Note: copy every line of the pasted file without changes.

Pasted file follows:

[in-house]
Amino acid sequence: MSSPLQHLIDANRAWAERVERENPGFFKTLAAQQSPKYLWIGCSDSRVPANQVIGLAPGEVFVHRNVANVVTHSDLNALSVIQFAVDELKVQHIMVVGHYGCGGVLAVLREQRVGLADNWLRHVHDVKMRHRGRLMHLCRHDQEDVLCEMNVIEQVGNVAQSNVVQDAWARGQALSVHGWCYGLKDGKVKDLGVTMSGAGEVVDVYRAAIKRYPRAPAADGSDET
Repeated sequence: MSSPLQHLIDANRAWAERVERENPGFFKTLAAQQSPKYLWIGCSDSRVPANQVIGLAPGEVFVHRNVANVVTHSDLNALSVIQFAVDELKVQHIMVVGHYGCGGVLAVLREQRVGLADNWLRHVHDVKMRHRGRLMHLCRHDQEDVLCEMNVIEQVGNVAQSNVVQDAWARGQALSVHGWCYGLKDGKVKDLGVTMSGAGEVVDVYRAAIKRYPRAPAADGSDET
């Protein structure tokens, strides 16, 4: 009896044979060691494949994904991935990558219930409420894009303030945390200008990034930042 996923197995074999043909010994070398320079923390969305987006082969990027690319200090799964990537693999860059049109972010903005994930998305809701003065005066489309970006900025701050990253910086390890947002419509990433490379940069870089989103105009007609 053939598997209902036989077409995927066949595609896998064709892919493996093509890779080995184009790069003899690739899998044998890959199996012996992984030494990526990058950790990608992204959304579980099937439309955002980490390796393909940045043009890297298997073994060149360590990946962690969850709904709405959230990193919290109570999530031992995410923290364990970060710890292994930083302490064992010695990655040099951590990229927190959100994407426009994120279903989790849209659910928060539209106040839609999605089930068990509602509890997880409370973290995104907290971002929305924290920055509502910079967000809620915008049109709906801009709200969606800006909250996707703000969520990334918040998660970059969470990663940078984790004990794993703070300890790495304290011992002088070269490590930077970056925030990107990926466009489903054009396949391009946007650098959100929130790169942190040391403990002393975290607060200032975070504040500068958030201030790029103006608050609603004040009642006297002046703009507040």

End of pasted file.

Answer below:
[in-house]
Amino acid sequence: MSSPLQHLIDANRAWAERVERENPGFFKTLAAQQSPKYLWIGCSDSRVPANQVIGLAPGEVFVHRNVANVVTHSDLNALSVIQFAVDELKVQHIMVVGHYGCGGVLAVLREQRVGLADNWLRHVHDVKMRHRGRLMHLCRHDQEDVLCEMNVIEQVGNVAQSNVVQDAWARGQALSVHGWCYGLKDGKVKDLGVTMSGAGEVVDVYRAAIKRYPRAPAADGSDET
Repeated sequence: MSSPLQHLIDANRAWAERVERENPGFFKTLAAQQSPKYLWIGCSDSRVPANQVIGLAPGEVFVHRNVANVVTHSDLNALSVIQFAVDELKVQHIMVVGHYGCGGVLAVLREQRVGLADNWLRHVHDVKMRHRGRLMHLCRHDQEDVLCEMNVIEQVGNVAQSNVVQDAWARGQALSVHGWCYGLKDGKVKDLGVTMSGAGEVVDVYRAAIKRYPRAPAADGSDET
């Protein structure tokens, strides 16, 4: 009896044979060691494949994904991935990558219930409420894009303030945390200008990034930042 996923197995074999043909010994070398320079923390969305987006082969990027690319200090799964990537693999860059049109972010903005994930998305809701003065005066489309970006900025701050990253910086390890947002419509990433490379940069870089989103105009007609 053939598997209902036989077409995927066949595609896998064709892919493996093509890779080995184009790069003899690739899998044998890959199996012996992984030494990526990058950790990608992204959304579980099937439309955002980490390796393909940045043009890297298997073994060149360590990946962690969850709904709405959230990193919290109570999530031992995410923290364990970060710890292994930083302490064992010695990655040099951590990229927190959100994407426009994120279903989790849209659910928060539209106040839609999605089930068990509602509890997880409370973290995104907290971002929305924290920055509502910079967000809620915008049109709906801009709200969606800006909250996707703000969520990334918040998660970059969470990663940078984790004990794993703070300890790495304290011992002088070269490590930077970056925030990107990926466009489903054009396949391009946007650098959100929130790169942190040391403990002393975290607060200032975070504040500068958030201030790029103006608050609603004040009642006297002046703009507040």